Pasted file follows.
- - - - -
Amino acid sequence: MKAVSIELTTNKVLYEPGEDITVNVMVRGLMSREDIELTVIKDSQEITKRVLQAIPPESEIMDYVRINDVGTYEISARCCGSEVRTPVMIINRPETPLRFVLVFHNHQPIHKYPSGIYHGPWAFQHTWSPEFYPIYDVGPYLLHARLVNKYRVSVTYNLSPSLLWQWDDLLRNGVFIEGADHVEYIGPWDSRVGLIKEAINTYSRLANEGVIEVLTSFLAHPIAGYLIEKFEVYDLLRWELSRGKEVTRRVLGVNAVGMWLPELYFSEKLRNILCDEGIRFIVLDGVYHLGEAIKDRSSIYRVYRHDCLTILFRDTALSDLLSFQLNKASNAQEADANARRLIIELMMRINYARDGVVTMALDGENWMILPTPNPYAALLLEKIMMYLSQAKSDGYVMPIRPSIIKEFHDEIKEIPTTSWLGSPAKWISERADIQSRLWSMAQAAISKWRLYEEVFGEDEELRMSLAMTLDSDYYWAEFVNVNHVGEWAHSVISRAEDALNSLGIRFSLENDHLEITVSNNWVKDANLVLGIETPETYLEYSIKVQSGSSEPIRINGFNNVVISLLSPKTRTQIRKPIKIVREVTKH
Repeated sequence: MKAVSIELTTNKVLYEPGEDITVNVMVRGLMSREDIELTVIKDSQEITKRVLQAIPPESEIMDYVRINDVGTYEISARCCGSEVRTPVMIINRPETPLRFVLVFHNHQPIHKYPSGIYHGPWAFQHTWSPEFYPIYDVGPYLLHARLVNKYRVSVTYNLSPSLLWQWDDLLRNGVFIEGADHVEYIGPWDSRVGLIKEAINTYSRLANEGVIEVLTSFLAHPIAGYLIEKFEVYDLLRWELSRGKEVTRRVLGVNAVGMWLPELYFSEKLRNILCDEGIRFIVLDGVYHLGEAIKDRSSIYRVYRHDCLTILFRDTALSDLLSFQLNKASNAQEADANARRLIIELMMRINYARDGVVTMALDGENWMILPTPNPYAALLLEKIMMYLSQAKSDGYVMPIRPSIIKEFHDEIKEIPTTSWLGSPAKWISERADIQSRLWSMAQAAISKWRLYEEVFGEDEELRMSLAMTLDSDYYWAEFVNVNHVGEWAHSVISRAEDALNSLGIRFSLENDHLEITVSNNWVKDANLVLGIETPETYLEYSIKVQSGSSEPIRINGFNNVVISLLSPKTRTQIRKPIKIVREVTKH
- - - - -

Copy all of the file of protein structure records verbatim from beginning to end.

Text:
Amino acid sequence: MKAVSIELTTNKVLYEPGEDITVNVMVRGLMSREDIELTVIKDSQEITKRVLQAIPPESEIMDYVRINDVGTYEISARCCGSEVRTPVMIINRPETPLRFVLVFHNHQPIHKYPSGIYHGPWAFQHTWSPEFYPIYDVGPYLLHARLVNKYRVSVTYNLSPSLLWQWDDLLRNGVFIEGADHVEYIGPWDSRVGLIKEAINTYSRLANEGVIEVLTSFLAHPIAGYLIEKFEVYDLLRWELSRGKEVTRRVLGVNAVGMWLPELYFSEKLRNILCDEGIRFIVLDGVYHLGEAIKDRSSIYRVYRHDCLTILFRDTALSDLLSFQLNKASNAQEADANARRLIIELMMRINYARDGVVTMALDGENWMILPTPNPYAALLLEKIMMYLSQAKSDGYVMPIRPSIIKEFHDEIKEIPTTSWLGSPAKWISERADIQSRLWSMAQAAISKWRLYEEVFGEDEELRMSLAMTLDSDYYWAEFVNVNHVGEWAHSVISRAEDALNSLGIRFSLENDHLEITVSNNWVKDANLVLGIETPETYLEYSIKVQSGSSEPIRINGFNNVVISLLSPKTRTQIRKPIKIVREVTKH
Repeated sequence: MKAVSIELTTNKVLYEPGEDITVNVMVRGLMSREDIELTVIKDSQEITKRVLQAIPPESEIMDYVRINDVGTYEISARCCGSEVRTPVMIINRPETPLRFVLVFHNHQPIHKYPSGIYHGPWAFQHTWSPEFYPIYDVGPYLLHARLVNKYRVSVTYNLSPSLLWQWDDLLRNGVFIEGADHVEYIGPWDSRVGLIKEAINTYSRLANEGVIEVLTSFLAHPIAGYLIEKFEVYDLLRWELSRGKEVTRRVLGVNAVGMWLPELYFSEKLRNILCDEGIRFIVLDGVYHLGEAIKDRSSIYRVYRHDCLTILFRDTALSDLLSFQLNKASNAQEADANARRLIIELMMRINYARDGVVTMALDGENWMILPTPNPYAALLLEKIMMYLSQAKSDGYVMPIRPSIIKEFHDEIKEIPTTSWLGSPAKWISERADIQSRLWSMAQAAISKWRLYEEVFGEDEELRMSLAMTLDSDYYWAEFVNVNHVGEWAHSVISRAEDALNSLGIRFSLENDHLEITVSNNWVKDANLVLGIETPETYLEYSIKVQSGSSEPIRINGFNNVVISLLSPKTRTQIRKPIKIVREVTKH